Soviets show tough presummit face. Nation's leaders use Revolution Day celebrations to denounce US

The Kremlin seems to have decided that the best defense is a strong offense. With the time remaining until the summit now counted in days rather than weeks, Moscow is accusing the United States of perfidy, of double standards on human rights, and of striving for military superiority over the Soviet Union at all costs.

At a Kremlin reception marking the 68th anniversary of the Bolshevik Revolution, Soviet leader Mikhail Gorbachev said, ``It is vital that distrust, hatred, and suspicion be eliminated from international relations.''

``As far as the Soviet Union is concerned, it has enough good will. It demonstrates this will by its action. If a businesslike, constructive approach, for which we are ready, prevails, then the forthcoming meeting in Geneva may prove to be fruitful and serve toward improving the international situation.''

If the Soviets are ready, what stands in the way?

Soviet Defense Minister Sergei Sokolov, standing atop the Lenin mausoleum in Red Square, gave the answer. He warned thousands of people gathered there for the annual Revolution Day military parade that the US is ``trying to dismantle the most important gains of the period of d'etente and ensure military superiority over the socialist community.''

The source of the ``greatest danger,'' he said, was the United States' plans to ``militarize outer space.''

Meanwhile, the newspaper Komsomolskaya Pravda printed an article yesterday based on an interview with KGB agent Vitaly Yurchenko (who, it should be noted, still has not been identifed in the Soviet news media as having any connection with the Soviet secret police.)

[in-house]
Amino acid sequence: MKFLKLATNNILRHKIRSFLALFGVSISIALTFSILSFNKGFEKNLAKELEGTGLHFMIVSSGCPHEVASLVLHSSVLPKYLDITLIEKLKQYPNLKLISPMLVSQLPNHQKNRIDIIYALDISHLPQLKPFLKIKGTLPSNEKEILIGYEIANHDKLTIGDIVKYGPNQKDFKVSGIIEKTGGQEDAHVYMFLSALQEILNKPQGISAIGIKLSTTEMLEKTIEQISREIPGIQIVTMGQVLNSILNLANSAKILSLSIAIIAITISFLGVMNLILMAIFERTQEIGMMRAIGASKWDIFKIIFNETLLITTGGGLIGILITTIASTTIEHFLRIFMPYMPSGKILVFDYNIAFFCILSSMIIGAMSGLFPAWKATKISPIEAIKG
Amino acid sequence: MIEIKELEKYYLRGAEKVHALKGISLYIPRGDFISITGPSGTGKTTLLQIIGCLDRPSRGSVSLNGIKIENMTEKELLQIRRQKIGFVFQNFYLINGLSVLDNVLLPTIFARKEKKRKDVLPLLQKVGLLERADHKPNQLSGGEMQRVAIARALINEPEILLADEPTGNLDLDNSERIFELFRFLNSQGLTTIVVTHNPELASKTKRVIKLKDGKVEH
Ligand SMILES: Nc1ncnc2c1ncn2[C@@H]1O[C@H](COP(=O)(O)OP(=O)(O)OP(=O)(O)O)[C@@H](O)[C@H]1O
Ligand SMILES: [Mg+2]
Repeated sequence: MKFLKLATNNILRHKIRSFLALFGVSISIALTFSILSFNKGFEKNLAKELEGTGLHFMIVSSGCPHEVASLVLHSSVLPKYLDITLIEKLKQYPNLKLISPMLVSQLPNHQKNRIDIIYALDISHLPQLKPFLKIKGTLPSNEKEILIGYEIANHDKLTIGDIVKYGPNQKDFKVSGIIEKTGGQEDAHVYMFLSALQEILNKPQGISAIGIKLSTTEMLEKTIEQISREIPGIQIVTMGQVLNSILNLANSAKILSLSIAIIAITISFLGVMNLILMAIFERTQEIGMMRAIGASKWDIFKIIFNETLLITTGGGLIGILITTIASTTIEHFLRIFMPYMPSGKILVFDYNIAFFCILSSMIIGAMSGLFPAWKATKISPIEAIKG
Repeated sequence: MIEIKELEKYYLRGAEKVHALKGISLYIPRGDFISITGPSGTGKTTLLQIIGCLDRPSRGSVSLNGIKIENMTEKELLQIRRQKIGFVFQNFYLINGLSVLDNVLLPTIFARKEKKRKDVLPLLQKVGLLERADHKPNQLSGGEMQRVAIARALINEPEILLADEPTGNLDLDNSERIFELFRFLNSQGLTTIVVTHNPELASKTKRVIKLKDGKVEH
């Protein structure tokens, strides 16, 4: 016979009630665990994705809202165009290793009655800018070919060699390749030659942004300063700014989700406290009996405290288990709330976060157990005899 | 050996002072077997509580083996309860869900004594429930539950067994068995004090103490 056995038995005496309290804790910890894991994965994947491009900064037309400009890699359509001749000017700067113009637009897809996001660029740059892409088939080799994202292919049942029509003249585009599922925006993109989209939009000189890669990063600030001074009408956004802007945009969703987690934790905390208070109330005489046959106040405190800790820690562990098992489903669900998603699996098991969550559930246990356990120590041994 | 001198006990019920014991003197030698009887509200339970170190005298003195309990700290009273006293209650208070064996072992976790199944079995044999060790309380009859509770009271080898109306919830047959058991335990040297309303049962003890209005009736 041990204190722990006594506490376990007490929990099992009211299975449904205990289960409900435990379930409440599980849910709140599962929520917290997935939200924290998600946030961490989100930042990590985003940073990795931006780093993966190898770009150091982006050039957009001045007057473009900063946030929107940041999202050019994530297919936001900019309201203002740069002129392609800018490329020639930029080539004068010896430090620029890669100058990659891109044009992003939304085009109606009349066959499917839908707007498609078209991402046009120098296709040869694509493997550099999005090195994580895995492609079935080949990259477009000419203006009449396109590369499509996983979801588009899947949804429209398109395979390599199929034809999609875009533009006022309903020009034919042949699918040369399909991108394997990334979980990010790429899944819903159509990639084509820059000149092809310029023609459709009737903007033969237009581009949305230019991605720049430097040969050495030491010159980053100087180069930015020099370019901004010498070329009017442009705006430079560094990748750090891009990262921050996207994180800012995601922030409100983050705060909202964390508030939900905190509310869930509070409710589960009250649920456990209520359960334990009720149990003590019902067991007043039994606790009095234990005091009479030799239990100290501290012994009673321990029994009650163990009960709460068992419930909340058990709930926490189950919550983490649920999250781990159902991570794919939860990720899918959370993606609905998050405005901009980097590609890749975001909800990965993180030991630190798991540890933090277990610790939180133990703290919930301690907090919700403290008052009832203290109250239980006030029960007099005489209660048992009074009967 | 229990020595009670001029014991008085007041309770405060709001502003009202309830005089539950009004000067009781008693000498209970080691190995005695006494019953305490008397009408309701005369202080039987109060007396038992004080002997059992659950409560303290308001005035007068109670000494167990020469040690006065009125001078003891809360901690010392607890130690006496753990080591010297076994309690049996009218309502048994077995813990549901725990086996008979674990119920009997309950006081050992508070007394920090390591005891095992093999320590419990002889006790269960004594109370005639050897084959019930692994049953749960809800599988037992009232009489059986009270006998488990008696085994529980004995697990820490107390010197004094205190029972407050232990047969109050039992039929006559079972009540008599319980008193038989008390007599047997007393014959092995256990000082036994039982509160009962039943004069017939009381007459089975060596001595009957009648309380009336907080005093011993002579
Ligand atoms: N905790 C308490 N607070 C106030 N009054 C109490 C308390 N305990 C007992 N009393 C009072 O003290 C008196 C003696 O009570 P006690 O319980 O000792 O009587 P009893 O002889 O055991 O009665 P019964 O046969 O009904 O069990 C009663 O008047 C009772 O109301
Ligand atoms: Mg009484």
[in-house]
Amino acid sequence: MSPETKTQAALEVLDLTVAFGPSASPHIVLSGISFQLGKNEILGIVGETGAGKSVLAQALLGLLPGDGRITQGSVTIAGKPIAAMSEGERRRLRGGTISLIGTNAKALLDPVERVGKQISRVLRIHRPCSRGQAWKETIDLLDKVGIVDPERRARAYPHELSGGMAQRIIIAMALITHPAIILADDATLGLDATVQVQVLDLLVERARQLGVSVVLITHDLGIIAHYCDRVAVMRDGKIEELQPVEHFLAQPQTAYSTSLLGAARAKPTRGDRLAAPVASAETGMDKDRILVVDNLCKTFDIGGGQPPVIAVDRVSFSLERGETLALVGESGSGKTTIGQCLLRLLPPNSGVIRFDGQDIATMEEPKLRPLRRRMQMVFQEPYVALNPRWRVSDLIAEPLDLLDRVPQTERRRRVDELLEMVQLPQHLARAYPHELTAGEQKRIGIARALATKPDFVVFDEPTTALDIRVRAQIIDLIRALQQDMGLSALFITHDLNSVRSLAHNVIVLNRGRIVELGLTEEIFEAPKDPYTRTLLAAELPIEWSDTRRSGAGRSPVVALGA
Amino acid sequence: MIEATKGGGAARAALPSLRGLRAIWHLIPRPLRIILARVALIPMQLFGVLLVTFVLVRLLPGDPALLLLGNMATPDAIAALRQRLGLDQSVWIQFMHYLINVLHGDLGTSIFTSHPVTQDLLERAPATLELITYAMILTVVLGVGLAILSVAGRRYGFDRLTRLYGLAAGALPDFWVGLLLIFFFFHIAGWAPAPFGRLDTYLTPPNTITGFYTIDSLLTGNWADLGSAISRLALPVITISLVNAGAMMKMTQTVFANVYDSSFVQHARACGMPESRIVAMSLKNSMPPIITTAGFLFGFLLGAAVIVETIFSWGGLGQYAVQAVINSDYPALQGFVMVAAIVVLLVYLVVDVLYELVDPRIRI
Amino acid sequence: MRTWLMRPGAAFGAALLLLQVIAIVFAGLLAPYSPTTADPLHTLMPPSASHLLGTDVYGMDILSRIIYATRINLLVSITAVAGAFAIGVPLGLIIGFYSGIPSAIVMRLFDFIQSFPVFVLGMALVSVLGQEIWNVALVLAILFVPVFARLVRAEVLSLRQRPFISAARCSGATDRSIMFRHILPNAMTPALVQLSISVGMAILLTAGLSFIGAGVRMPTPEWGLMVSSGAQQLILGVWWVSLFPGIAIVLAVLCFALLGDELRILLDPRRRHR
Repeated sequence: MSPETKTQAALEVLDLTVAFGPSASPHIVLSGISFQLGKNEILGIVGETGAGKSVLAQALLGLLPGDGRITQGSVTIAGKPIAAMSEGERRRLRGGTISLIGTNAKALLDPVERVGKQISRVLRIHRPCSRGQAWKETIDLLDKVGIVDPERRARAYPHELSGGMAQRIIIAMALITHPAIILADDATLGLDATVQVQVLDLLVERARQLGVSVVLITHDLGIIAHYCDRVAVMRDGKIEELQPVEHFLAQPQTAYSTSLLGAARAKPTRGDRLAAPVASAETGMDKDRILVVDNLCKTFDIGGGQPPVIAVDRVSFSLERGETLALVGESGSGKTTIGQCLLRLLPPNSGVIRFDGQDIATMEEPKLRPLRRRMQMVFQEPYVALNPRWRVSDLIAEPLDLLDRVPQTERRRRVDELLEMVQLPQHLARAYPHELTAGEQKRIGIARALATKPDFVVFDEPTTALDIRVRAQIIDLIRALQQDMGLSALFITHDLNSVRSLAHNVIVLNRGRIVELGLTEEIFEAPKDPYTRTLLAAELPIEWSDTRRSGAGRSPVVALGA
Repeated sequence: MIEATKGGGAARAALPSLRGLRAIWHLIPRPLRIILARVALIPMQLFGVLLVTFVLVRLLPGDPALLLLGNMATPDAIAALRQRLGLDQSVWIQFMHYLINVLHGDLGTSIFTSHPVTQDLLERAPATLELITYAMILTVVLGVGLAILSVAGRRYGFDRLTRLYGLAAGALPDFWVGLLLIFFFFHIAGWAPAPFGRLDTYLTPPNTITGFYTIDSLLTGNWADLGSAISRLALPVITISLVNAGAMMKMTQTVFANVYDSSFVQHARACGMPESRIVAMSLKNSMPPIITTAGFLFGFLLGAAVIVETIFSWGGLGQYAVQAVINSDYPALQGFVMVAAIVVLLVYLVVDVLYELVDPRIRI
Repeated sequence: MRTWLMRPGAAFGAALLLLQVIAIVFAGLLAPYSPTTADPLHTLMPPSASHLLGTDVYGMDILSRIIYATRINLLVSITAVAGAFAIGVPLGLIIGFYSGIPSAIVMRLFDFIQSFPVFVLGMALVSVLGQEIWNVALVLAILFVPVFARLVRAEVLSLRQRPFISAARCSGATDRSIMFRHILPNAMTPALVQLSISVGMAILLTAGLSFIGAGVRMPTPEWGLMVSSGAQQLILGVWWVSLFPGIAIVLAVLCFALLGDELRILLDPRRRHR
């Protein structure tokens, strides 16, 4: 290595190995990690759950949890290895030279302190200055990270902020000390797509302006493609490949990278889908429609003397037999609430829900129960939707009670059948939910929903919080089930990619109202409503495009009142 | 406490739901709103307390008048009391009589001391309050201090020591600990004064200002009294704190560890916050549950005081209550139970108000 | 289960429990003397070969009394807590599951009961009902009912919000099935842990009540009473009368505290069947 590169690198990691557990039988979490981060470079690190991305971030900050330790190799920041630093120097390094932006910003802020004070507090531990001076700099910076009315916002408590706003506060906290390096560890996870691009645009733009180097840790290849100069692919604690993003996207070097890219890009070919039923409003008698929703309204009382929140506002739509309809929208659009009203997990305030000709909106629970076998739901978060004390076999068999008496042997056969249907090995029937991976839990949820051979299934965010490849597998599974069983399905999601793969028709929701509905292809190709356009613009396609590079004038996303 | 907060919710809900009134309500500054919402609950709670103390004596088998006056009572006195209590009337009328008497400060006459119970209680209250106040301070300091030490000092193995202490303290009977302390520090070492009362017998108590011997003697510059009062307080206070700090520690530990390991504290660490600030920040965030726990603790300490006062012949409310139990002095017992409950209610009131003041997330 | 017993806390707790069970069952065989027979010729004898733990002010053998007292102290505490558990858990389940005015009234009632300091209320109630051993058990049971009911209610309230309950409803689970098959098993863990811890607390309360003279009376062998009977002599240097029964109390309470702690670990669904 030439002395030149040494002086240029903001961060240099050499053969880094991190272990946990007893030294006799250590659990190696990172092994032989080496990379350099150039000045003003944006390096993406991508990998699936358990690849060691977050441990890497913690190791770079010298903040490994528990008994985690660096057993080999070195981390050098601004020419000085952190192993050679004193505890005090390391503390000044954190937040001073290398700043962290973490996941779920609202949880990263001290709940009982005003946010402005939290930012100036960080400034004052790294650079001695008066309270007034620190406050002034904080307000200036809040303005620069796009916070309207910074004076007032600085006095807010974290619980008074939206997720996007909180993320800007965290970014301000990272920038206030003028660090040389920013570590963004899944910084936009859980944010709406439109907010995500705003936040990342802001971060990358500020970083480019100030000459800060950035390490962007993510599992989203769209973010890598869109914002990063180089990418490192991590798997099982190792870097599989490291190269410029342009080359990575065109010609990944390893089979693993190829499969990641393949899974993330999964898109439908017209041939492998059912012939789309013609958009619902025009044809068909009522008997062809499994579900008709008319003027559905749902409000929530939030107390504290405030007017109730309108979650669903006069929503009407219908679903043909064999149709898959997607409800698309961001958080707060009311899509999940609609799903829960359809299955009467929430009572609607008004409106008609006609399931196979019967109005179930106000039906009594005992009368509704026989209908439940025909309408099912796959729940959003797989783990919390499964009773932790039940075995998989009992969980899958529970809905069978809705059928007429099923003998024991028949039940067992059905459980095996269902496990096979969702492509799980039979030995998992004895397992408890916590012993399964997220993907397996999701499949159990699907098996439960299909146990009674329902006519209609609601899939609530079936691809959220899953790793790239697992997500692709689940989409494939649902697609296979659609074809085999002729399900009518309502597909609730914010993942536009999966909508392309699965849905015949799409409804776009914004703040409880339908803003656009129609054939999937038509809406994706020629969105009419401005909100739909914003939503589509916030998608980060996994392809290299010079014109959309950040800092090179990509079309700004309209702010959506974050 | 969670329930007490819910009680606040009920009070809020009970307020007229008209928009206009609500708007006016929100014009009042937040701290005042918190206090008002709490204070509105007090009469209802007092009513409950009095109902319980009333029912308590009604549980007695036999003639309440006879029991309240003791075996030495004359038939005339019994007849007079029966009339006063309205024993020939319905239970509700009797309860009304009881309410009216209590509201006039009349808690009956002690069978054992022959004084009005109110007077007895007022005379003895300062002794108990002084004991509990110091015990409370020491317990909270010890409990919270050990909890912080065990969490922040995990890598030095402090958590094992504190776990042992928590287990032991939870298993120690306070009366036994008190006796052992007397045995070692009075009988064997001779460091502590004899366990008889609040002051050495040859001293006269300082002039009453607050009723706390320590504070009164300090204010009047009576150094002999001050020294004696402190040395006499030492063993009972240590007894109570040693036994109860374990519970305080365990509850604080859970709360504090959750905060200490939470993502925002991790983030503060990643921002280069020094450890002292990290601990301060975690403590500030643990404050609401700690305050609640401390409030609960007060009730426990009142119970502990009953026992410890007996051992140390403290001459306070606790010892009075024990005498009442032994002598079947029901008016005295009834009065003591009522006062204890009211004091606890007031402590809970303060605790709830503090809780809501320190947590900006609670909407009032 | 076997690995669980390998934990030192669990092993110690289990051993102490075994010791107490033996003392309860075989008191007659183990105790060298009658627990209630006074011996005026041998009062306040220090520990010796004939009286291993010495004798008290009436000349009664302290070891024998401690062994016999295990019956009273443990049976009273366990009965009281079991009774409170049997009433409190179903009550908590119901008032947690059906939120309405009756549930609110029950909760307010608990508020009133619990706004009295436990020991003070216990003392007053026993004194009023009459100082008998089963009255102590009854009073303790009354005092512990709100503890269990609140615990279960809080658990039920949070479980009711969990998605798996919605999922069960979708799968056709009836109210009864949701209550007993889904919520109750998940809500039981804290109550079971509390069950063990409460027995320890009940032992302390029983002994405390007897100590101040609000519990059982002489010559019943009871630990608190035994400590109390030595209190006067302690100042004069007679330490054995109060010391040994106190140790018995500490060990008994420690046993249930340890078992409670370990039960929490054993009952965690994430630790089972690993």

Mr. Yurchenko said he was kidnapped in Rome by the Central Intelligence Agency and kept prisoner at a secluded 5,500-acre estate near Fredricksburg, Va., while it tried to brainwash him.

He said he was drugged, forced to take ``tablets and narcotics'' every day.

He said a smaller-than-usual dose was given him before a meeting with CIA Director William Casey, but he professes to remember the meeting only dimly, ``as if I were in a mist.''

He claimed that Mr. Casey spoke to him about ``big politics and the summit meeting.'' That is the first time the Soviet media have tied the Yurchenko case directly to the summit. It will probably not be the last time.

But while the Soviet media heap invective on the US, Gorbachev is careful to appear above the fray.

A documentary has opened here in Moscow depicting his trip to Paris this fall. It is called ``Moscow-Paris, Constructive Dialogue.'' According to the Soviet news agency Tass, the film shows how Gorbachev ``demonstrated yet another time the Soviet Union's consistent striving to improve the international situation and curb the arms race'' and how he received a ``warm and cordial welcome'' during his first overseas trip as Soviet leader.

At the Kremlin, Gorbachev himself said, ``In our policy we support a constructive dialogue and a search for mutually beneficial agreements.''

``This also concerns relations with the United States of America,'' he noted.

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